Low Input Turf Using Fine Fescues

How much nitrogen fertilizer do fine fescues need during establishment?

By Ross Braun and Aaron Patton, Purdue University

a closeup of soil with fine fescue seedling emerging

A team of scientists at Purdue University, Oregon State University, and University of Minnesota investigated establishment differences among the fine fescue taxa and at the same time investigated the influences of different levels of nitrogen fertilizer and including clover. The objectives were to investigate differences among fine fescue taxa and determine optimal N fertility or clover-inclusion programs for fine fescue taxa during establishment for future low-input sites.

Open-field burning in Oregon fine fescue seed production

By Nicole P. Anderson and Brian C. Donovan, Oregon State University

A field with burned vegetation

Since the late 1940s, open-field burning has been used as a widespread practice in grass seed production in the Pacific Northwest. Post-harvest residue management is an important factor in several fine fescues, including creeping red fescue and Chewings fescue, and Kentucky bluegrass seed crops.

Six new fine fescue extension publications now available!

By Ross Braun and Aaron Patton, Purdue University

a close up of a lawn with fine fescue turfgrasses

One component of the multi-state USDA-SCRI fine fescue initiative was to create effective educational materials that cover the benefits of fine fescues and information learned in our first project as well as in the current projects with objectives that focus on overcoming establishment and management barriers relevant to different consumers and turf practitioners.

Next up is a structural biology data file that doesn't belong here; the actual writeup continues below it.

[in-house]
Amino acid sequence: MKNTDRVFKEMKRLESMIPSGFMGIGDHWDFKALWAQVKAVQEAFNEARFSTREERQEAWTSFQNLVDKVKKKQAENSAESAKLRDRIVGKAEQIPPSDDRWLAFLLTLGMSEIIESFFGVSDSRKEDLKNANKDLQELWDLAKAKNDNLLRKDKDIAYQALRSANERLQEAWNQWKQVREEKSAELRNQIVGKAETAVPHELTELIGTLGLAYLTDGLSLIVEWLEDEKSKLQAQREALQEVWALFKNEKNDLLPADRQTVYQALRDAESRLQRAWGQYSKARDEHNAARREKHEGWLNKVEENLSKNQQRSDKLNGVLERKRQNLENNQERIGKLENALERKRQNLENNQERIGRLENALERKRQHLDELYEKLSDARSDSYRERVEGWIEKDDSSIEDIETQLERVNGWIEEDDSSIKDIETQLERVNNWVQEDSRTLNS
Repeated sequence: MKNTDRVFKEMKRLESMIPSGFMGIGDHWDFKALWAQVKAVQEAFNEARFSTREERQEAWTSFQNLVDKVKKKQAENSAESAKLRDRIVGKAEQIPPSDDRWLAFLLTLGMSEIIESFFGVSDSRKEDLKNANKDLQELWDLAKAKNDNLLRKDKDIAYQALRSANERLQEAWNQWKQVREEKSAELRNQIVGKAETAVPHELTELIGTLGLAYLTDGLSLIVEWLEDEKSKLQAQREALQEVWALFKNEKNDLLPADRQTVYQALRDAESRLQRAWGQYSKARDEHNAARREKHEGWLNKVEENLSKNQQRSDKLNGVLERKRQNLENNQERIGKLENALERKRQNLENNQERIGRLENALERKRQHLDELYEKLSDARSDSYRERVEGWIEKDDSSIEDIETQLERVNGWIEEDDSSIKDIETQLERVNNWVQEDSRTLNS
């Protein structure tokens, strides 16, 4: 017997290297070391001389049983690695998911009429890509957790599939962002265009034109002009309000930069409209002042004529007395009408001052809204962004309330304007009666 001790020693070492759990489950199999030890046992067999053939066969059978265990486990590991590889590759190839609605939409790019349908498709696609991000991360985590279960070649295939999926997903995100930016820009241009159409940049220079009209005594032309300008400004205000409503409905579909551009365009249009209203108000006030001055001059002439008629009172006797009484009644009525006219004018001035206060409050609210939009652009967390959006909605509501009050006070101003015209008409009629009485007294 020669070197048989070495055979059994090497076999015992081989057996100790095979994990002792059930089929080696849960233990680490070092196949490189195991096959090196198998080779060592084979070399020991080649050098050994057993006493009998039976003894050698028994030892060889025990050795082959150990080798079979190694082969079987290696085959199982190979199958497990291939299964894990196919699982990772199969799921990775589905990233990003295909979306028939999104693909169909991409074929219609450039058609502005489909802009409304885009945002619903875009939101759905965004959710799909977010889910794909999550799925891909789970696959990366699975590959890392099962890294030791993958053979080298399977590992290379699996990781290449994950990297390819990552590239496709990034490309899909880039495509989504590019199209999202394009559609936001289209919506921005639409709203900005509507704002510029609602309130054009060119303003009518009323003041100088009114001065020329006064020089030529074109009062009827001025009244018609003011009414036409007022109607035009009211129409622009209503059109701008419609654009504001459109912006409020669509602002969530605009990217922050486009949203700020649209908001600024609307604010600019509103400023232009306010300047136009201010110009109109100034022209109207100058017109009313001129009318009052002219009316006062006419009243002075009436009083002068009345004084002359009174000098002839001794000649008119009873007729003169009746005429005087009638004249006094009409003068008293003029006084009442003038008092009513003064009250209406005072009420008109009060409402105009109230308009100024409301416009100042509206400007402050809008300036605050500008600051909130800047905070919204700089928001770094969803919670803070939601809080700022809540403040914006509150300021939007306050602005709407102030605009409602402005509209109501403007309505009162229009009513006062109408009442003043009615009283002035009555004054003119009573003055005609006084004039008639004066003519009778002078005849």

Evaluating fine fescues for golf greens in cold climates

By Gary Deters and Eric Watkins, University of Minnesota

A roller with tines attached to a golf cart

For a golf course superintendent, managing creeping bentgrass/annual bluegrass putting greens on a daily, monthly, and yearly basis is always a challenge. The goal, regardless of turfgrass species, is to manage the turf to be as healthy as possible while the greens are subjected to daily play from golfers. Cultural practices, nutrition, and water management are important to the success of the golf course playability and overall health of the turf.

A reference genome library

By Shaun Bushman, USDA-ARS

Grass plants evenly spaced in research plots

Much like a library contains books of different types and tons of information, a ‘reference genome’ is a library of all the sequences in that genome.  In plant genomes, there are tens of thousands of expressed genes, sequence motifs that pinpoint telomeres and centromeres, large swaths of repeat regions, and other pieces of DNA that do not code proteins but tend to affect gene function.  The recent improvements in DNA sequencing have allowed us to sequence the genome of hard fescue (Festuca brevipila).

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